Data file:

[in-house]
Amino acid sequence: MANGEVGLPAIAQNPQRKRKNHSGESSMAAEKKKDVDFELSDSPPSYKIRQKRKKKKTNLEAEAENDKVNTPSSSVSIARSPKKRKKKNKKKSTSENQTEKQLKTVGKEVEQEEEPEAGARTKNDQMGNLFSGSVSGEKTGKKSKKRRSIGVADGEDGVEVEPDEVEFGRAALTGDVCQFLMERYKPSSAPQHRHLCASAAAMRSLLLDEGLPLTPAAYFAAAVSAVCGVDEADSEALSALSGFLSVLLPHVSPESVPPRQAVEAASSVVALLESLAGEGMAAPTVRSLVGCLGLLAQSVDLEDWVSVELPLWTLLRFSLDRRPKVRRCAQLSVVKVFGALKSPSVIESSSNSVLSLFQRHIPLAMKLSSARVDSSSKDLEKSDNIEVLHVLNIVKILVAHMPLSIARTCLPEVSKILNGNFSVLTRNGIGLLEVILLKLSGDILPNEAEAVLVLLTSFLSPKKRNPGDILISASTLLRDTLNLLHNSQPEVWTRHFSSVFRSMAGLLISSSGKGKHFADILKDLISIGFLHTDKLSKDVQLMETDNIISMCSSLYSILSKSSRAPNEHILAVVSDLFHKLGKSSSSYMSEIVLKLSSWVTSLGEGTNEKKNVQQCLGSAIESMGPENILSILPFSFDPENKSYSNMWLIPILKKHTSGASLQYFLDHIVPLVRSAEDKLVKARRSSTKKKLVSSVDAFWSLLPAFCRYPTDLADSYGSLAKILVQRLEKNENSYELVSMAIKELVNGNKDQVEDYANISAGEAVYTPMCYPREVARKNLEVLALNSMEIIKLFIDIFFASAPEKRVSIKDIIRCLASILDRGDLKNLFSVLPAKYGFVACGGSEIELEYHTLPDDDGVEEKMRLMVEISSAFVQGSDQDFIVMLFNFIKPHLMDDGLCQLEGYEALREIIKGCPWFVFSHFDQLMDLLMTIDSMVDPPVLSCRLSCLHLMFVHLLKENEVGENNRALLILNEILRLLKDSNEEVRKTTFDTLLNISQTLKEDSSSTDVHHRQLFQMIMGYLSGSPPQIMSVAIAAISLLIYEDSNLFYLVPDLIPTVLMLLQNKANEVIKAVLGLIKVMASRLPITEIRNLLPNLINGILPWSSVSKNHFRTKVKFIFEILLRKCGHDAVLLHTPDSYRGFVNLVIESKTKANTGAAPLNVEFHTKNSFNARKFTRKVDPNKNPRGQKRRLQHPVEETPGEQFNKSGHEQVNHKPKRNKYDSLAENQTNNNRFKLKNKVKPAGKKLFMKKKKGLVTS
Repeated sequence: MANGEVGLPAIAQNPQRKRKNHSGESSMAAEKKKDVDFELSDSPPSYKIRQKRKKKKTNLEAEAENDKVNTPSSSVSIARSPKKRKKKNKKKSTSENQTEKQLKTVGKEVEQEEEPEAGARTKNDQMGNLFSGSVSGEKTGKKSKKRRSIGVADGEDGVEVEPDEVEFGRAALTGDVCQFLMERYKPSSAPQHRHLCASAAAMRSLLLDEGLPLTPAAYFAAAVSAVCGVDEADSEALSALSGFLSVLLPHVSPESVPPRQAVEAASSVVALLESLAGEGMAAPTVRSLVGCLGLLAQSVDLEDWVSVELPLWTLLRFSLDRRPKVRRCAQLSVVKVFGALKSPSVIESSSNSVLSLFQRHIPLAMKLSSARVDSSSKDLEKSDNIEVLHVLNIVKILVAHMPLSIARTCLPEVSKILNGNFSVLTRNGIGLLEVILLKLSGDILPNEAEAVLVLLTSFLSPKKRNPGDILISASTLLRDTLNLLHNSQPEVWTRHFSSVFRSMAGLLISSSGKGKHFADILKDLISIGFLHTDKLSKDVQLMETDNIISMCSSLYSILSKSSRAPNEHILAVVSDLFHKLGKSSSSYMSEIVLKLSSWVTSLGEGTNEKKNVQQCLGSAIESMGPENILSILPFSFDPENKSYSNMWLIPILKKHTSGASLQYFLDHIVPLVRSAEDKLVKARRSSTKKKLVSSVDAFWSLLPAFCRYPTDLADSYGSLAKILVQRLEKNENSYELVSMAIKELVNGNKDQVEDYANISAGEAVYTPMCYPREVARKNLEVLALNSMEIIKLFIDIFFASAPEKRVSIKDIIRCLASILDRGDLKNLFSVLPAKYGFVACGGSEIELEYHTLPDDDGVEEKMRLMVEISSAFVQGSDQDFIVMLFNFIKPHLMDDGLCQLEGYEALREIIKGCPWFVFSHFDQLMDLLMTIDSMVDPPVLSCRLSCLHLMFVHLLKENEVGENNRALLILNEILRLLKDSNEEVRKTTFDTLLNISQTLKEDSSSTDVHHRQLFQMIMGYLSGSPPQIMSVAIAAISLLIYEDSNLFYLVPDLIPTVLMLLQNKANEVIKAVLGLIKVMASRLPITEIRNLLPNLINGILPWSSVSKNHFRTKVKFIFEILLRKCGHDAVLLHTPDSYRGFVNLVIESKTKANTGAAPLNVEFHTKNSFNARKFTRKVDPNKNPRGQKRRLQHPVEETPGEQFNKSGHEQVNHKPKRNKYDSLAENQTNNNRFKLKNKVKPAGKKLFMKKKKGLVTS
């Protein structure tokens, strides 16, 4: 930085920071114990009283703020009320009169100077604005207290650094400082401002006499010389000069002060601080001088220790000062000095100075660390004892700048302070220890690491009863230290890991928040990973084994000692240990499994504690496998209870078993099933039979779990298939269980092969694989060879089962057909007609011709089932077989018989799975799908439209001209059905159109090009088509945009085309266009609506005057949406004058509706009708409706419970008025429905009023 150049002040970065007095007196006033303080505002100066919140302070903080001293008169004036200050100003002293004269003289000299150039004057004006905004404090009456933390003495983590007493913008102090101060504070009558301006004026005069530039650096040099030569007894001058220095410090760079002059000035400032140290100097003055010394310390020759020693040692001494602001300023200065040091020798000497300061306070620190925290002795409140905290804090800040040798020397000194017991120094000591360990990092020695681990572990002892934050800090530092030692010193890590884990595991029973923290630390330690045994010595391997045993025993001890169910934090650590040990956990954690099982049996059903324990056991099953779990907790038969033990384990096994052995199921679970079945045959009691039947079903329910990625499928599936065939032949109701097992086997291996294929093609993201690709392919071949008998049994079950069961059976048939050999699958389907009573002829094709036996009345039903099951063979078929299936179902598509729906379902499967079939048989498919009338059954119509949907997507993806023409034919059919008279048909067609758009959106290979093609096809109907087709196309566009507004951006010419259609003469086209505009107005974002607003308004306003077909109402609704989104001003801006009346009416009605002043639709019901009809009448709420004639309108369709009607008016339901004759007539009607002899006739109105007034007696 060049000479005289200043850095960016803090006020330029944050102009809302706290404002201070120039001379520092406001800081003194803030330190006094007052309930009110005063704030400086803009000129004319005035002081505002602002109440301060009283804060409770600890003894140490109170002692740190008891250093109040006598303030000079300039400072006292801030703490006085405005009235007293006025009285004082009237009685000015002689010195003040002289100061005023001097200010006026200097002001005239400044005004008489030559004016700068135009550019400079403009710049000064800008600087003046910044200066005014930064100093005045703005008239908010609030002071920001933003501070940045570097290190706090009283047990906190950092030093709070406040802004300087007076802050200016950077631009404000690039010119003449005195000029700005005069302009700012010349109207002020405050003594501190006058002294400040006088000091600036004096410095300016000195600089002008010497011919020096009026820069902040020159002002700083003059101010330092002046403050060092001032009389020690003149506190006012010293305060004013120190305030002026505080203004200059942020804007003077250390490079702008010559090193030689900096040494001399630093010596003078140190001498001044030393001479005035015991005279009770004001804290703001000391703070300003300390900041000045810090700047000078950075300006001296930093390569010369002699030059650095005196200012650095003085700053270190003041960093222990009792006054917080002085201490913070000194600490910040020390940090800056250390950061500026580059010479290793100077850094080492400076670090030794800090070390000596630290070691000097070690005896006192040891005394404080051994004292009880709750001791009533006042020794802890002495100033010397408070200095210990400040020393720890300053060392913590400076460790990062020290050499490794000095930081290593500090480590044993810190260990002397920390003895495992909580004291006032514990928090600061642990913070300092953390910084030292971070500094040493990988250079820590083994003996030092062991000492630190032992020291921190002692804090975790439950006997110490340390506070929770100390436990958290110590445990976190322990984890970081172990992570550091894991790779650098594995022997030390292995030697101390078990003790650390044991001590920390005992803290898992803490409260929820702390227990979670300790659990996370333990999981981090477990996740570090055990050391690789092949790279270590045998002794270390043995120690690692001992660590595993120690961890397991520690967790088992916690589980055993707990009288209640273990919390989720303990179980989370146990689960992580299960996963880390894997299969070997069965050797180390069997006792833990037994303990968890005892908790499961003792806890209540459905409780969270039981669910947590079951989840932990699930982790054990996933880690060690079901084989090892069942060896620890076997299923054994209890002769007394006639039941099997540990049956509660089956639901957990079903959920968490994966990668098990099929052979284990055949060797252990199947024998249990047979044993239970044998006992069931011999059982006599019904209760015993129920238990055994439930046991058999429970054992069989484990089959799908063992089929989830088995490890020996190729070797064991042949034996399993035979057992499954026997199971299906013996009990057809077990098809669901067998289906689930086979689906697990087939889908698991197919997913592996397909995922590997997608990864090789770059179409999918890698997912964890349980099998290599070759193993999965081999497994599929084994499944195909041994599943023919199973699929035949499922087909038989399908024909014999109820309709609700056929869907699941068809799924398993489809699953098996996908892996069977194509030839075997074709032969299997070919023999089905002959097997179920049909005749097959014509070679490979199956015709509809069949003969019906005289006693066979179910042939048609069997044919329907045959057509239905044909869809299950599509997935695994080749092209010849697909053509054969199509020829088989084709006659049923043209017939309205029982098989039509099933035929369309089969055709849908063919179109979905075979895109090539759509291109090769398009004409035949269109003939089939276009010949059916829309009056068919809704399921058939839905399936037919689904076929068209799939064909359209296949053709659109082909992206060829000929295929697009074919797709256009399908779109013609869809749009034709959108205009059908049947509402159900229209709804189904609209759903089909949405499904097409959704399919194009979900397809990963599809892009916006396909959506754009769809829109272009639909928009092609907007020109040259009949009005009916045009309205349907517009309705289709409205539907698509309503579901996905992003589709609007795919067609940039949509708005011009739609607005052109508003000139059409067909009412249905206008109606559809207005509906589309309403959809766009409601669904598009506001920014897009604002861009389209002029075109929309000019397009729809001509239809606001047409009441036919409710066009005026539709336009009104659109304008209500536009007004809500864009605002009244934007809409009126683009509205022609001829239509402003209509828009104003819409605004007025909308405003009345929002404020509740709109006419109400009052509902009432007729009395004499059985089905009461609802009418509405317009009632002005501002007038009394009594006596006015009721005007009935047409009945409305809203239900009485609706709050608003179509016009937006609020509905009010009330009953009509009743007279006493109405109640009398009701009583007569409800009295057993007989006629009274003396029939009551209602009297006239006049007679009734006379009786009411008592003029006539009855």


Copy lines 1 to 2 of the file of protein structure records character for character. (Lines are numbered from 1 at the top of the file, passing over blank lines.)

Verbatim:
[in-house]
Amino acid sequence: MANGEVGLPAIAQNPQRKRKNHSGESSMAAEKKKDVDFELSDSPPSYKIRQKRKKKKTNLEAEAENDKVNTPSSSVSIARSPKKRKKKNKKKSTSENQTEKQLKTVGKEVEQEEEPEAGARTKNDQMGNLFSGSVSGEKTGKKSKKRRSIGVADGEDGVEVEPDEVEFGRAALTGDVCQFLMERYKPSSAPQHRHLCASAAAMRSLLLDEGLPLTPAAYFAAAVSAVCGVDEADSEALSALSGFLSVLLPHVSPESVPPRQAVEAASSVVALLESLAGEGMAAPTVRSLVGCLGLLAQSVDLEDWVSVELPLWTLLRFSLDRRPKVRRCAQLSVVKVFGALKSPSVIESSSNSVLSLFQRHIPLAMKLSSARVDSSSKDLEKSDNIEVLHVLNIVKILVAHMPLSIARTCLPEVSKILNGNFSVLTRNGIGLLEVILLKLSGDILPNEAEAVLVLLTSFLSPKKRNPGDILISASTLLRDTLNLLHNSQPEVWTRHFSSVFRSMAGLLISSSGKGKHFADILKDLISIGFLHTDKLSKDVQLMETDNIISMCSSLYSILSKSSRAPNEHILAVVSDLFHKLGKSSSSYMSEIVLKLSSWVTSLGEGTNEKKNVQQCLGSAIESMGPENILSILPFSFDPENKSYSNMWLIPILKKHTSGASLQYFLDHIVPLVRSAEDKLVKARRSSTKKKLVSSVDAFWSLLPAFCRYPTDLADSYGSLAKILVQRLEKNENSYELVSMAIKELVNGNKDQVEDYANISAGEAVYTPMCYPREVARKNLEVLALNSMEIIKLFIDIFFASAPEKRVSIKDIIRCLASILDRGDLKNLFSVLPAKYGFVACGGSEIELEYHTLPDDDGVEEKMRLMVEISSAFVQGSDQDFIVMLFNFIKPHLMDDGLCQLEGYEALREIIKGCPWFVFSHFDQLMDLLMTIDSMVDPPVLSCRLSCLHLMFVHLLKENEVGENNRALLILNEILRLLKDSNEEVRKTTFDTLLNISQTLKEDSSSTDVHHRQLFQMIMGYLSGSPPQIMSVAIAAISLLIYEDSNLFYLVPDLIPTVLMLLQNKANEVIKAVLGLIKVMASRLPITEIRNLLPNLINGILPWSSVSKNHFRTKVKFIFEILLRKCGHDAVLLHTPDSYRGFVNLVIESKTKANTGAAPLNVEFHTKNSFNARKFTRKVDPNKNPRGQKRRLQHPVEETPGEQFNKSGHEQVNHKPKRNKYDSLAENQTNNNRFKLKNKVKPAGKKLFMKKKKGLVTS